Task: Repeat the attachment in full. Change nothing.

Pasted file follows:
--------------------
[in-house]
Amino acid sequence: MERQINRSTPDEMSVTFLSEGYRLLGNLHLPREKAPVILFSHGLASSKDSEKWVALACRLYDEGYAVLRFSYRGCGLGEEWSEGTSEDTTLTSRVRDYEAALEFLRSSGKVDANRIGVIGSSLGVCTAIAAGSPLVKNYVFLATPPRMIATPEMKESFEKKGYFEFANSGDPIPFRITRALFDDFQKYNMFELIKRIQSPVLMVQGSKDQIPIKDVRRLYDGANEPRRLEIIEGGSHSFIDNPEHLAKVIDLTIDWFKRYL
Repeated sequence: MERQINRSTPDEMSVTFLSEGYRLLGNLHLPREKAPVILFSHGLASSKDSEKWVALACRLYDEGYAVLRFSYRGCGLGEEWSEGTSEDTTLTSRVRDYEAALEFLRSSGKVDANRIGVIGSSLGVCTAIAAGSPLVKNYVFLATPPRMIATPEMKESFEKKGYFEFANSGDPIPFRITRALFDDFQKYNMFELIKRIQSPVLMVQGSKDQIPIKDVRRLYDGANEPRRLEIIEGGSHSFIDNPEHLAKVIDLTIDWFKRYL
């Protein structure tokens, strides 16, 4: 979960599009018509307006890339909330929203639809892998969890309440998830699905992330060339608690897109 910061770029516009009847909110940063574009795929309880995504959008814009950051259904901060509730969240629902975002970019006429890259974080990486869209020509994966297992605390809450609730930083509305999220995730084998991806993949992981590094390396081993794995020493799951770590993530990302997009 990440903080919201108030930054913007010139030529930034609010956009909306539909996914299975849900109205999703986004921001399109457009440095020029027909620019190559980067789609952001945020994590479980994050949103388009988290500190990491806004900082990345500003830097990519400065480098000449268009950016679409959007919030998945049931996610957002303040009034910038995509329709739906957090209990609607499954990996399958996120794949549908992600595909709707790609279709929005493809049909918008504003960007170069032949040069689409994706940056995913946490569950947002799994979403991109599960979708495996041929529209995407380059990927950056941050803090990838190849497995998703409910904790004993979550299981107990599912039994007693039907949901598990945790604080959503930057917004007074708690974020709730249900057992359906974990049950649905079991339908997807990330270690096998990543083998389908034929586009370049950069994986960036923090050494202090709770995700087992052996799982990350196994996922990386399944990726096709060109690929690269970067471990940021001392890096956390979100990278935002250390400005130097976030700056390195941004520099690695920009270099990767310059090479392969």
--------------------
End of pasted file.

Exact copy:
[in-house]
Amino acid sequence: MERQINRSTPDEMSVTFLSEGYRLLGNLHLPREKAPVILFSHGLASSKDSEKWVALACRLYDEGYAVLRFSYRGCGLGEEWSEGTSEDTTLTSRVRDYEAALEFLRSSGKVDANRIGVIGSSLGVCTAIAAGSPLVKNYVFLATPPRMIATPEMKESFEKKGYFEFANSGDPIPFRITRALFDDFQKYNMFELIKRIQSPVLMVQGSKDQIPIKDVRRLYDGANEPRRLEIIEGGSHSFIDNPEHLAKVIDLTIDWFKRYL
Repeated sequence: MERQINRSTPDEMSVTFLSEGYRLLGNLHLPREKAPVILFSHGLASSKDSEKWVALACRLYDEGYAVLRFSYRGCGLGEEWSEGTSEDTTLTSRVRDYEAALEFLRSSGKVDANRIGVIGSSLGVCTAIAAGSPLVKNYVFLATPPRMIATPEMKESFEKKGYFEFANSGDPIPFRITRALFDDFQKYNMFELIKRIQSPVLMVQGSKDQIPIKDVRRLYDGANEPRRLEIIEGGSHSFIDNPEHLAKVIDLTIDWFKRYL
């Protein structure tokens, strides 16, 4: 979960599009018509307006890339909330929203639809892998969890309440998830699905992330060339608690897109 910061770029516009009847909110940063574009795929309880995504959008814009950051259904901060509730969240629902975002970019006429890259974080990486869209020509994966297992605390809450609730930083509305999220995730084998991806993949992981590094390396081993794995020493799951770590993530990302997009 990440903080919201108030930054913007010139030529930034609010956009909306539909996914299975849900109205999703986004921001399109457009440095020029027909620019190559980067789609952001945020994590479980994050949103388009988290500190990491806004900082990345500003830097990519400065480098000449268009950016679409959007919030998945049931996610957002303040009034910038995509329709739906957090209990609607499954990996399958996120794949549908992600595909709707790609279709929005493809049909918008504003960007170069032949040069689409994706940056995913946490569950947002799994979403991109599960979708495996041929529209995407380059990927950056941050803090990838190849497995998703409910904790004993979550299981107990599912039994007693039907949901598990945790604080959503930057917004007074708690974020709730249900057992359906974990049950649905079991339908997807990330270690096998990543083998389908034929586009370049950069994986960036923090050494202090709770995700087992052996799982990350196994996922990386399944990726096709060109690929690269970067471990940021001392890096956390979100990278935002250390400005130097976030700056390195941004520099690695920009270099990767310059090479392969």